Today marks the 50th anniversary of one of the most important dates in the history of tennis. On 23 September 1970, nine brave female players, led by Billie Jean King, began a revolution that would change the face of tennis and women’s sports as we know it today.
The date marks the anniversary of when the Original 9, as they are now referred to, signed $1 contracts with tennis publisher Gladys Hardman to form the first professional women’s tennis tour, with the hope of creating better opportunities for women’s players at the time and in the future. It was there that the foundations for the WTA were laid down and 50 years later, the women’s game is one of the most watch sports in the world, with over 1600 professional players worldwide and prize money reaching $180 million. Billie Jean King, who is one of the main reasons why there even exists a women’s game today.
At the start of the Open Era in tennis, when professionals began to be allowed in the major tournaments alongside amateurs, women were getting paid far less than men. At the first Open Wimbledon, Billie Jean King took home £750 for winning the women’s championship, while Rod Laver won £2000 for winning the men’s. By 1970, the difference in pay between men and women in top-level tennis was as bad as 12:1. At this point, putting their careers on the line, Billie Jean King and nine other brave women, decided to boycott the United States Lawn Tennis Association organised Pacific Southwest Championships (the total prize money offered to the women was $7,500 compared to $50,000 for the men). Ms King managed to convince the company Philip Morris to sponsor a parallel event that became the Virginia Slims Circuit. It was this act of revolt that eventually led to the formation of the Women’s Tennis Association in 1973.
Billie Jean King also managed to convince the US Open to become the first Grand Slam tournament to give equal prize money to men and women. 1973 was also the year in which Ms King would defeat Bobby Riggs in the famed Battle of the Sexes match, bringing even more attention to women’s tennis.
It was Billie Jean King’s campaign for equality in the 1970s which benefited women tennis players. Still, for a long time, women were offered equal prize money in only two of the Grand Slams. However, since Wimbledon – the last Slam to change their policy in 2007 – also came on board, the equal prize money debate has given rise to various controversies.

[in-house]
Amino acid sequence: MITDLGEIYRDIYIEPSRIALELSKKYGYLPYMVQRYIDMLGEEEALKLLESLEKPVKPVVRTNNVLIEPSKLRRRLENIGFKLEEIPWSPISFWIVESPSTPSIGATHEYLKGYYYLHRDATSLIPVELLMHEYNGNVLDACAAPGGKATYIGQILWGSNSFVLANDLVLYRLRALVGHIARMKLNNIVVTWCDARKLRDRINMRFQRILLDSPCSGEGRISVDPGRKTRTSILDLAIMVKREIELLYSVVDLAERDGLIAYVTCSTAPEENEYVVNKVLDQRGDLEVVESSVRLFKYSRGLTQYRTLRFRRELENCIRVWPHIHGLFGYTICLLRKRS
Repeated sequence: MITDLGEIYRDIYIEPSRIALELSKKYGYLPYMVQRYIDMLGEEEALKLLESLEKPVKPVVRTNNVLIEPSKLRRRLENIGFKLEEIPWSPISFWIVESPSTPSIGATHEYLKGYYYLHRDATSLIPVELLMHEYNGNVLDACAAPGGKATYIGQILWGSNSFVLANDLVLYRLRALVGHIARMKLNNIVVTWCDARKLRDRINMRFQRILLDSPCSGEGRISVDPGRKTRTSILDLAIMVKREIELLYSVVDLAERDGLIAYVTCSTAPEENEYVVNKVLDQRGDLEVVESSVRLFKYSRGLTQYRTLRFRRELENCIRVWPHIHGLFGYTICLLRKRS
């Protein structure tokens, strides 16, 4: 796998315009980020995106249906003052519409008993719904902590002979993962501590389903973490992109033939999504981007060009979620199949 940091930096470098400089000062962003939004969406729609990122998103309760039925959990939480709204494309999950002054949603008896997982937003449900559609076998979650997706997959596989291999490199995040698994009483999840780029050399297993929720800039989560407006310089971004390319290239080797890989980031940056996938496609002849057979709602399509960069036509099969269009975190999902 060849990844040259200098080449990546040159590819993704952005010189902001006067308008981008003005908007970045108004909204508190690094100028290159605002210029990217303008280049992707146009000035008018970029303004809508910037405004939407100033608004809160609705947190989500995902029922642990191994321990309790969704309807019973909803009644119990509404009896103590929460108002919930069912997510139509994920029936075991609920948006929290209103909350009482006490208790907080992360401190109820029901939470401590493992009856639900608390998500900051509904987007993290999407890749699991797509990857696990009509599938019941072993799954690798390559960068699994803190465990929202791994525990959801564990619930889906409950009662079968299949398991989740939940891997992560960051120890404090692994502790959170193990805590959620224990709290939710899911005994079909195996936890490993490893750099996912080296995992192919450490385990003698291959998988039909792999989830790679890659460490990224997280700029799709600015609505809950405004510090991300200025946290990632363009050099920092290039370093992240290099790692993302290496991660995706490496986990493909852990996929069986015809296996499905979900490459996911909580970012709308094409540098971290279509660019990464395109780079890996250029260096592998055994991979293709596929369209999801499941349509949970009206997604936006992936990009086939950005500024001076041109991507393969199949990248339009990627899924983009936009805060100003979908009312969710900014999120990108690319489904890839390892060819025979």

In 2012, back home the senior hardcourt nationals, Fenesta Open, had pretty much gone per tradition over the years. However, Sania Mirza had put an end to the dithering. Invited as chief guest at the tournament where she played as a junior, Sania asked, “why the differential treatment?” And the decision to distribute equal prize money immediately came into effect. Thus, the women’s singles winner Prerna Bhambri got Rs. 1.5 lakh, Rs. 50,000 more than the initial promised sum. Finalist Rishika Sunkara took home Rs 35,000 more against the initial sum of Rs. 65,000.
“It’s wonderful to see that the organisers accepted my suggestion and acted upon it so quickly,” Sania said. While India’s women players can thank one of their own for bringing about an abrupt turnaround, the debate is by no means over globally. Sania has always raised her voice for equal rights for women.
Sania Mirza was appointed Regional UN Women Ambassador to South Asia in 2014. As India’s highest-ranked female tennis player ever, Sania used her spotlight to speak out on gender issues such as female foeticide and India’s decreasing sex ratio, and has encouraged young girls to challenge gender barriers, especially in the uneven playing field of sport. She has been a role model to many children, including girls, to break barriers and strive for their goals in life and career choices. She has used her professional success to highlight social issues in India and expressed her strong desire to spread the message of gender equality.
Thank you so so much .. Means so much coming from you.. Much love https://t.co/1KcEaUUyMt
— Sania Mirza (@MirzaSania) April 23, 2016
In 2016, Sania was named as one of the 100 Most Influential People in the world by TIME Magazine, and Billie Jean King called her ‘an inspiration’. Mirza replied back acknowledging King’s tweet and said it meant a lot to her coming from King. Mirza was the only tennis player who made the list and one of three Indians, besides India’s central bank Governor Raghuram Rajan and actress Priyanka Chopra in the list.